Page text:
Pacific Coast Models'
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The C.200 Saetta was a workhorse for the
Regia Aeronautica throughout WWII, serving in every theater of the war
for Italy until its surrender. In the Mediterranean theater the
Saetta proved an effective adversary for the Hawker Hurricane, P-40,
and early Spitfires. A unique feature of the C.200 and its two well
known successors, the C.202 Folgore and C.205 Veltro, was
the unequal wing length designed to compensate for engine torque
rotation. This innovation enabled pilots to fly the aircraft without
constant control corrections for engine torque. (Aside: It’s also
amusing to show someone, lets say your wife, the unequal wing lengths
and then complain that the model you just bought is really messed up).
Here I present a Pacific Coast Models 1/32 C.200
Saetta in the markings of a fighter from the 364a Squadriglia, 150o
Gruppo Autonomo, 1942. A photograph of the port side of this aircraft
appears on page 42 of Osprey’s “Italian Aces of WWII”, while a photo of
the starboard side can be found on page 35 of “Regia Aeronautica Caccia
& Assalto 1940-1943, Part II” by Waldis and De Bortoli. This latter book
also features a complete color profile of the aircraft.
PCM’s kit – What’s in the Box?
The kit is an excellent example of just how far
short-run kits have come in recent years. The light grey styrene parts,
made by MPM, feature finely recessed panel lines and plenty of detail.
The plastic is a bit softer than what you get in a Tamiya or Hasegawa
kit, but it remains easy to work with. Some large ejection stubs in the
inside surfaces of the fuselage and wings require removal, but this is
The resin parts are excellently crafted, and include a well detailed
cockpit, straightforward engine, and a superb one-piece cowl.
In general, the photoetch parts are reserved for
those places on the model that really benefit from them. For example,
the unique seatbelt/bondage apparatus and the instrument panel. However,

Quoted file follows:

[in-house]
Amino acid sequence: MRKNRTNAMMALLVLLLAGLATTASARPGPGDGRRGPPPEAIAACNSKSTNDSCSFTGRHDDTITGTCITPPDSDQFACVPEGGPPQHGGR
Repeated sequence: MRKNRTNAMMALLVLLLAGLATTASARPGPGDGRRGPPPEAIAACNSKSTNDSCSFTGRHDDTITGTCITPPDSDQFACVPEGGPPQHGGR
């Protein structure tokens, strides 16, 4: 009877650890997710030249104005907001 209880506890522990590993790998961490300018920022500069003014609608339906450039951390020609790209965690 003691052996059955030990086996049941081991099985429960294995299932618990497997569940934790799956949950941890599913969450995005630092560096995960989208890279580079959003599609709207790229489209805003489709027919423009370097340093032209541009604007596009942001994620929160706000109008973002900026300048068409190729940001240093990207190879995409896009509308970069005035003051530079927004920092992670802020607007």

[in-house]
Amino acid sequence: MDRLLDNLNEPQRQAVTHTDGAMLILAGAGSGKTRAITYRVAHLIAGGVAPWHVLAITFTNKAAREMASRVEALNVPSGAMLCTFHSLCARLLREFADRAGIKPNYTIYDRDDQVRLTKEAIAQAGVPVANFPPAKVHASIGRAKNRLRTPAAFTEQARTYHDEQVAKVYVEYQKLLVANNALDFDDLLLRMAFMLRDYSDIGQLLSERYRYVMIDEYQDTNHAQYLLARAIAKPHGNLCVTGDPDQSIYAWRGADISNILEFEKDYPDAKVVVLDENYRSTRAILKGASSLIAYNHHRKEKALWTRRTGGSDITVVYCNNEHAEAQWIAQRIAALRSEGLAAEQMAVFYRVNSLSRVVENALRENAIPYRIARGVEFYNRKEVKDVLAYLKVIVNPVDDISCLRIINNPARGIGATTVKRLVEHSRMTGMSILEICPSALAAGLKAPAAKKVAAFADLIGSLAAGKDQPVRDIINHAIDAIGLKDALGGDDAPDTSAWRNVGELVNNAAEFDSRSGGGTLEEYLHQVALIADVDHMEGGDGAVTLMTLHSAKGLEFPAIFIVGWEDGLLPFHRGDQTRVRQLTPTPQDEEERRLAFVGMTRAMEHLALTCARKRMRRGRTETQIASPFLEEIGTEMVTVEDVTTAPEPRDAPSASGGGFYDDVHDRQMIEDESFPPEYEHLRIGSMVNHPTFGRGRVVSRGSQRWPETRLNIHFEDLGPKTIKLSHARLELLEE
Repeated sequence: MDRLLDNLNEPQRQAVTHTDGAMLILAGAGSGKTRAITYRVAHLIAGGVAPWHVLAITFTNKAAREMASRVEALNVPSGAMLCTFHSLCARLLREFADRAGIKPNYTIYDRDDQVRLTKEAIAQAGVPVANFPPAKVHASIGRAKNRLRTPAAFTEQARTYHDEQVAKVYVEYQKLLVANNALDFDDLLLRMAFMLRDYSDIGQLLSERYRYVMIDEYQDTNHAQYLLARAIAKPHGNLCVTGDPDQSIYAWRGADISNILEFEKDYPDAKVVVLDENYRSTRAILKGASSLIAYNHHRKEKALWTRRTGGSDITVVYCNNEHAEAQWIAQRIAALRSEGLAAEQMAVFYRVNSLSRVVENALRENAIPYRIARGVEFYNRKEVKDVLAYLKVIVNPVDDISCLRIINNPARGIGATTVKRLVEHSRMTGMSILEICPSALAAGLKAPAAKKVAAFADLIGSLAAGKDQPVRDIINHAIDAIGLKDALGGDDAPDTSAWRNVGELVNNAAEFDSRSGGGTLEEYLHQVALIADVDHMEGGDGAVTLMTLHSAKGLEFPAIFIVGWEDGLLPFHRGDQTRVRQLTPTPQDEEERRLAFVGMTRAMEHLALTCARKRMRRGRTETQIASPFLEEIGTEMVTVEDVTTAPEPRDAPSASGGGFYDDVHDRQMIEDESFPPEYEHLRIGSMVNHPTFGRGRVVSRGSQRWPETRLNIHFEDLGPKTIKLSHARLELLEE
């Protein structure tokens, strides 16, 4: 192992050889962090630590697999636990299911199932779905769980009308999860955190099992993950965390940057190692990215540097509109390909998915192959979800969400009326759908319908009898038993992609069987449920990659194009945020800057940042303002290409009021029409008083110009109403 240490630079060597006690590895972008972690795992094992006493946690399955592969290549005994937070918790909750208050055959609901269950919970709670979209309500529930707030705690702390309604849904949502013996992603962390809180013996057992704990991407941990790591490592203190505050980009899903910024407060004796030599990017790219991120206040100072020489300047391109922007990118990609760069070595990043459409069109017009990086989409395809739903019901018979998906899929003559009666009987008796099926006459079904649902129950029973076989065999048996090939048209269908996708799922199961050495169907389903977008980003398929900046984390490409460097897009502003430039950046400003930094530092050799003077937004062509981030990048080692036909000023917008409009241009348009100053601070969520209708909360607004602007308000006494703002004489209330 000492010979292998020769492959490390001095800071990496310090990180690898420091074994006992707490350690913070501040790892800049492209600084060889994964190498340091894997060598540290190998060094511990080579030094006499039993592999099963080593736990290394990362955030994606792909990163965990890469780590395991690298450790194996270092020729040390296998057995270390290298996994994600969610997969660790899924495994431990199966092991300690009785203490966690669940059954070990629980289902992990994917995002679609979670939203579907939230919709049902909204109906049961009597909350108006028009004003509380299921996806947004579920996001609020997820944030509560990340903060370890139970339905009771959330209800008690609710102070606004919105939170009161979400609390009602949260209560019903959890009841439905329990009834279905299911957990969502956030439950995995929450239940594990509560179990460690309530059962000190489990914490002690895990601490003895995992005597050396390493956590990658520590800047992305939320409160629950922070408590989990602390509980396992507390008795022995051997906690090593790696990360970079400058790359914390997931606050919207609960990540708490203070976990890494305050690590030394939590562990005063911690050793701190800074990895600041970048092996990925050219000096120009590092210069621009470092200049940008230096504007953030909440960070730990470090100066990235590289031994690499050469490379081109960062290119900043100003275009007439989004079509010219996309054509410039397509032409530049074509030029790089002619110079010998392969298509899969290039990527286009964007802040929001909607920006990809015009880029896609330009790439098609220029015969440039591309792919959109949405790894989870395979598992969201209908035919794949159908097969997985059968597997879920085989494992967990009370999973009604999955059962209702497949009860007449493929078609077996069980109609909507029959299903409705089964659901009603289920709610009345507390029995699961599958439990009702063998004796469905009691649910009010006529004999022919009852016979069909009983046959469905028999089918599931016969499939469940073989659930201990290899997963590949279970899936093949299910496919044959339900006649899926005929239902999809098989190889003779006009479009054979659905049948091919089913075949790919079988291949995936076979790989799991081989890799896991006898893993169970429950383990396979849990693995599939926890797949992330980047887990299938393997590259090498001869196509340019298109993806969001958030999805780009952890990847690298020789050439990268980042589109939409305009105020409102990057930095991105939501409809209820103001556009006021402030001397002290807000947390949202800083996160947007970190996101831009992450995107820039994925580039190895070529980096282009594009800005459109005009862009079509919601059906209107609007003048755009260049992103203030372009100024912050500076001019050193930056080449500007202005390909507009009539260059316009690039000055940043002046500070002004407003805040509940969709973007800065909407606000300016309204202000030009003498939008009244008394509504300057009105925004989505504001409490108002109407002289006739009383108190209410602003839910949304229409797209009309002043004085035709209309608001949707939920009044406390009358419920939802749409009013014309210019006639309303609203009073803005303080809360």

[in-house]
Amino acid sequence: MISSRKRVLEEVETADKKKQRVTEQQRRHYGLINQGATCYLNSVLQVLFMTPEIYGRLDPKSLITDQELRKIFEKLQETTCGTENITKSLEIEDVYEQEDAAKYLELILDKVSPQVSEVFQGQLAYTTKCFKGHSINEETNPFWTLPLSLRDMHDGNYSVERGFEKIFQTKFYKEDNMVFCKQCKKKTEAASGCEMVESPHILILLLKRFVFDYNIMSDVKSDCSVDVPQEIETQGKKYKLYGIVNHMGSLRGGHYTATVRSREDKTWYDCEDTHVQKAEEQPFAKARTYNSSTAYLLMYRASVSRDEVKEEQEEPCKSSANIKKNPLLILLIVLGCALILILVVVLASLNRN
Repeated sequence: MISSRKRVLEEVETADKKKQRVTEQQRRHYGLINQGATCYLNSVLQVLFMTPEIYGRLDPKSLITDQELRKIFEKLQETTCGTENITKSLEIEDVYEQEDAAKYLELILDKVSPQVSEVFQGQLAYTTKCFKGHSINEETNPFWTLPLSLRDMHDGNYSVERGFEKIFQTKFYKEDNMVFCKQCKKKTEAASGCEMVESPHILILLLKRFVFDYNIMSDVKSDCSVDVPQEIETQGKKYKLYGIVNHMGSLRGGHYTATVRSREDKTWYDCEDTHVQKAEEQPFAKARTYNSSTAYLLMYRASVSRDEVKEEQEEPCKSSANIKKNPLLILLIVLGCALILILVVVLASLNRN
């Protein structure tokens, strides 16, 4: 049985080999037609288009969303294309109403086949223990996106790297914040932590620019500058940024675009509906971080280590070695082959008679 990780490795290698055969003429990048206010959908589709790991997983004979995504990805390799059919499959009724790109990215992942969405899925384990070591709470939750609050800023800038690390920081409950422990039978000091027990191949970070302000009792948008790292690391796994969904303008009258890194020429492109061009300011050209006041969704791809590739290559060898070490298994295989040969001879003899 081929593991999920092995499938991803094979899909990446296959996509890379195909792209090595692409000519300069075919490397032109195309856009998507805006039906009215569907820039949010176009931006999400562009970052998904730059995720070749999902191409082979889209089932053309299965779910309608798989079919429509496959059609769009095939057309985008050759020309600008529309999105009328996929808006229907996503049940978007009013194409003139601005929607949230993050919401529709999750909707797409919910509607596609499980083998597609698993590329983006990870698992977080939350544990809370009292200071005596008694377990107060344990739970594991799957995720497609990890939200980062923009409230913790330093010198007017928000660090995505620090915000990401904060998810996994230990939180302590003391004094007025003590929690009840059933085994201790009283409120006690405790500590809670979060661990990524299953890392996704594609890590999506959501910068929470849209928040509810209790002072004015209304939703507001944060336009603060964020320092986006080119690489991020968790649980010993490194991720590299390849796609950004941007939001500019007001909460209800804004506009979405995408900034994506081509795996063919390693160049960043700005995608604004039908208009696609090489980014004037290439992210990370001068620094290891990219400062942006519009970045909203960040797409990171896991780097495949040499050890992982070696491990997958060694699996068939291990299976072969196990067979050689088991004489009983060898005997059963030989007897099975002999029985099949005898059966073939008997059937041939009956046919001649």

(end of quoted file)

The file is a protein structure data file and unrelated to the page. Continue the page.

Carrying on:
I found the photoetch for the landing gear (apart from the oleo
scissors) fiddly and more than I wanted to deal with. Your mileage may
Two vacuform canopies are provided in the kit. Ironically, the
particular Saetta I chose to build (the markings were included on the
decal sheet) had an early style canopy that was not included in the kit.
A minor modification was necessary (see below).
The decals were produced by Skymodels and printed by Cartograf. Six
attractive marking options are provided, and they span a wide range of
camouflage styles for the C.200.
Let me start by emphasizing this is an excellent
kit and I thoroughly enjoyed building it. It is a great example of just
how good a limited run kit can be, and how subjects that many doubted
would ever be produced are now getting a chance to shine in 1/48 and
1/32 scale. Of course there is always room for improvement, and it’s
important to realize that this kit is not intended for beginners.
However, it is well within the reach of modelers with moderate
experience, especially those with some experience using resin and
photoetch. This model took me three weeks from start to finish.
Construction begins with the resin cockpit. The
parts are very well detailed and fit together quite well, although the
assembly is not without a few challenges. First, I had difficulty
installing the seat properly because it bumped into a cross bar on the
rear bulkhead. After careful consideration of the instructions to see if
I was assembling the parts incorrectly (I don’t think I was), I opted to
remove the cross bar and re-install it slightly lower to accommodate the
seat. A clear diagram of the completed seat assembly would have been
welcome in the instructions.
Another area of difficulty I had with the cockpit
was determining how far down in the fuselage it should sit. It seemed
obvious at first, but when I positioned the cockpit so that the top of